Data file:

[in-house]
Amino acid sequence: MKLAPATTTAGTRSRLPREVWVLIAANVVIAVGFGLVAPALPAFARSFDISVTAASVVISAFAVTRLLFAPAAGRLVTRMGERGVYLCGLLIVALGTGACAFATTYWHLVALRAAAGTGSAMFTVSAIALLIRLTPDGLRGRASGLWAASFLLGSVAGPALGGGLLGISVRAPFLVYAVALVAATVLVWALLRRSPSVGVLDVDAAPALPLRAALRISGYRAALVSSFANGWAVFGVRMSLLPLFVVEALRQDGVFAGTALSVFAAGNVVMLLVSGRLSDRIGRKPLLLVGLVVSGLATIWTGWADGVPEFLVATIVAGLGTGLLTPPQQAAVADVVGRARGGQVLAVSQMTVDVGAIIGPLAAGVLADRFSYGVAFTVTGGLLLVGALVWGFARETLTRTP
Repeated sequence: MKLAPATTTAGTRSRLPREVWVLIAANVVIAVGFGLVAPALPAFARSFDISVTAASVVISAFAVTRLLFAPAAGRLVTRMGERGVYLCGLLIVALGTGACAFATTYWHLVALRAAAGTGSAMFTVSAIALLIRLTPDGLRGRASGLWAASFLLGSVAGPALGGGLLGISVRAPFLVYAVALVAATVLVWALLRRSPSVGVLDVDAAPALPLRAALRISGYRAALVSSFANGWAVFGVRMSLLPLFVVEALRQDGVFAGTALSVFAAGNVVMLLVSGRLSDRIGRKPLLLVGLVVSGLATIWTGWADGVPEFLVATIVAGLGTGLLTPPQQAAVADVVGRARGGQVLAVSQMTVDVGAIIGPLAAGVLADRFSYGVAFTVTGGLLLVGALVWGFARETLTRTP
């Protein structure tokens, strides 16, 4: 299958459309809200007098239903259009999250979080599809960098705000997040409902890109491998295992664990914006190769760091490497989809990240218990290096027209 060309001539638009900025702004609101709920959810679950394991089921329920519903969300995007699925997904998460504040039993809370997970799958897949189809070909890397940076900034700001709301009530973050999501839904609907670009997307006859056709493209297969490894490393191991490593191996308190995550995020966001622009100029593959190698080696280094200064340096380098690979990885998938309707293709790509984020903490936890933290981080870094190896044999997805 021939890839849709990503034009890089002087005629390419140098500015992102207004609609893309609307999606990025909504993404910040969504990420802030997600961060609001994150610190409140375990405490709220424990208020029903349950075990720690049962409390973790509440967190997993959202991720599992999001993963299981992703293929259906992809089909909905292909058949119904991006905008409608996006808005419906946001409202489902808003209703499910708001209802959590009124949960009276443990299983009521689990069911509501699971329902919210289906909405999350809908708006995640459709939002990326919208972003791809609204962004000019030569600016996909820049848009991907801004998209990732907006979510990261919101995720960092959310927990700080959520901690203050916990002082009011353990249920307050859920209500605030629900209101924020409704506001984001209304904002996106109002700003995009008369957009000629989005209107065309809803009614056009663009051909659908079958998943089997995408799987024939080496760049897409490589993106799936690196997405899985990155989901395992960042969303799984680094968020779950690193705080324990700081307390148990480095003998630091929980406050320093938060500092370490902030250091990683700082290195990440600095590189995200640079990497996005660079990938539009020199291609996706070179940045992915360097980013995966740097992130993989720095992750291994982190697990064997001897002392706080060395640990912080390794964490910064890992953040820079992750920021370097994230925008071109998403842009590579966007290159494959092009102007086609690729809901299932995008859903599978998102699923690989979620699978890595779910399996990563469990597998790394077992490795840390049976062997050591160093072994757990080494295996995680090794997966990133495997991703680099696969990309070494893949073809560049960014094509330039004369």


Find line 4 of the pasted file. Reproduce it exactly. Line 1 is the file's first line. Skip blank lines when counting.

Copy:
């Protein structure tokens, strides 16, 4: 299958459309809200007098239903259009999250979080599809960098705000997040409902890109491998295992664990914006190769760091490497989809990240218990290096027209 060309001539638009900025702004609101709920959810679950394991089921329920519903969300995007699925997904998460504040039993809370997970799958897949189809070909890397940076900034700001709301009530973050999501839904609907670009997307006859056709493209297969490894490393191991490593191996308190995550995020966001622009100029593959190698080696280094200064340096380098690979990885998938309707293709790509984020903490936890933290981080870094190896044999997805 021939890839849709990503034009890089002087005629390419140098500015992102207004609609893309609307999606990025909504993404910040969504990420802030997600961060609001994150610190409140375990405490709220424990208020029903349950075990720690049962409390973790509440967190997993959202991720599992999001993963299981992703293929259906992809089909909905292909058949119904991006905008409608996006808005419906946001409202489902808003209703499910708001209802959590009124949960009276443990299983009521689990069911509501699971329902919210289906909405999350809908708006995640459709939002990326919208972003791809609204962004000019030569600016996909820049848009991907801004998209990732907006979510990261919101995720960092959310927990700080959520901690203050916990002082009011353990249920307050859920209500605030629900209101924020409704506001984001209304904002996106109002700003995009008369957009000629989005209107065309809803009614056009663009051909659908079958998943089997995408799987024939080496760049897409490589993106799936690196997405899985990155989901395992960042969303799984680094968020779950690193705080324990700081307390148990480095003998630091929980406050320093938060500092370490902030250091990683700082290195990440600095590189995200640079990497996005660079990938539009020199291609996706070179940045992915360097980013995966740097992130993989720095992750291994982190697990064997001897002392706080060395640990912080390794964490910064890992953040820079992750920021370097994230925008071109998403842009590579966007290159494959092009102007086609690729809901299932995008859903599978998102699923690989979620699978890595779910399996990563469990597998790394077992490795840390049976062997050591160093072994757990080494295996995680090794997966990133495997991703680099696969990309070494893949073809560049960014094509330039004369």